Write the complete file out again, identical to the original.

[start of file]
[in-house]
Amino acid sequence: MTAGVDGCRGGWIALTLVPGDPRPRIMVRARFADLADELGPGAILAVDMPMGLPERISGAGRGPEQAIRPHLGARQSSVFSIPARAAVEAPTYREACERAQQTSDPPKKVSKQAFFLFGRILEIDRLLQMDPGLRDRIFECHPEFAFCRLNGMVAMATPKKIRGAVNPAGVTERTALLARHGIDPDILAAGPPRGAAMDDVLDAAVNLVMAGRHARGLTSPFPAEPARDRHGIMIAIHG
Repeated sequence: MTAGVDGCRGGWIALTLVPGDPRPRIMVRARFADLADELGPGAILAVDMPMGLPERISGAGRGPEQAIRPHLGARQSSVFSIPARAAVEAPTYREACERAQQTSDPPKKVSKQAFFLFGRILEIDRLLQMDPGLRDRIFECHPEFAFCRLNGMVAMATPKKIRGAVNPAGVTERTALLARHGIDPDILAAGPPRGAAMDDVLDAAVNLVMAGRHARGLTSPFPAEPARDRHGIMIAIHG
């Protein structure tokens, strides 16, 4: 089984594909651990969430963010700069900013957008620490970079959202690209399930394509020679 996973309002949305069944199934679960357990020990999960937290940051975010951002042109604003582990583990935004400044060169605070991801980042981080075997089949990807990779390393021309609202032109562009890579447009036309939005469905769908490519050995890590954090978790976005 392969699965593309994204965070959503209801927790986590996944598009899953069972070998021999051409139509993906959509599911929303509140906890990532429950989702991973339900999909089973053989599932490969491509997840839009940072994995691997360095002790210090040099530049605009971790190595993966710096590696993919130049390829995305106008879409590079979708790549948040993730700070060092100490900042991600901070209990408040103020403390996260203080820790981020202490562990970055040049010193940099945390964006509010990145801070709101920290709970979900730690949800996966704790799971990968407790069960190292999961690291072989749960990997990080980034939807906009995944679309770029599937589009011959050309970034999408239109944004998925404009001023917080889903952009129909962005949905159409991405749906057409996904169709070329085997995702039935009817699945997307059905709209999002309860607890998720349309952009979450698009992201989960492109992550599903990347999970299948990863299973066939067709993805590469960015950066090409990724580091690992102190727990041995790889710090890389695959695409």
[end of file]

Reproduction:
[in-house]
Amino acid sequence: MTAGVDGCRGGWIALTLVPGDPRPRIMVRARFADLADELGPGAILAVDMPMGLPERISGAGRGPEQAIRPHLGARQSSVFSIPARAAVEAPTYREACERAQQTSDPPKKVSKQAFFLFGRILEIDRLLQMDPGLRDRIFECHPEFAFCRLNGMVAMATPKKIRGAVNPAGVTERTALLARHGIDPDILAAGPPRGAAMDDVLDAAVNLVMAGRHARGLTSPFPAEPARDRHGIMIAIHG
Repeated sequence: MTAGVDGCRGGWIALTLVPGDPRPRIMVRARFADLADELGPGAILAVDMPMGLPERISGAGRGPEQAIRPHLGARQSSVFSIPARAAVEAPTYREACERAQQTSDPPKKVSKQAFFLFGRILEIDRLLQMDPGLRDRIFECHPEFAFCRLNGMVAMATPKKIRGAVNPAGVTERTALLARHGIDPDILAAGPPRGAAMDDVLDAAVNLVMAGRHARGLTSPFPAEPARDRHGIMIAIHG
């Protein structure tokens, strides 16, 4: 089984594909651990969430963010700069900013957008620490970079959202690209399930394509020679 996973309002949305069944199934679960357990020990999960937290940051975010951002042109604003582990583990935004400044060169605070991801980042981080075997089949990807990779390393021309609202032109562009890579447009036309939005469905769908490519050995890590954090978790976005 392969699965593309994204965070959503209801927790986590996944598009899953069972070998021999051409139509993906959509599911929303509140906890990532429950989702991973339900999909089973053989599932490969491509997840839009940072994995691997360095002790210090040099530049605009971790190595993966710096590696993919130049390829995305106008879409590079979708790549948040993730700070060092100490900042991600901070209990408040103020403390996260203080820790981020202490562990970055040049010193940099945390964006509010990145801070709101920290709970979900730690949800996966704790799971990968407790069960190292999961690291072989749960990997990080980034939807906009995944679309770029599937589009011959050309970034999408239109944004998925404009001023917080889903952009129909962005949905159409991405749906057409996904169709070329085997995702039935009817699945997307059905709209999002309860607890998720349309952009979450698009992201989960492109992550599903990347999970299948990863299973066939067709993805590469960015950066090409990724580091690992102190727990041995790889710090890389695959695409």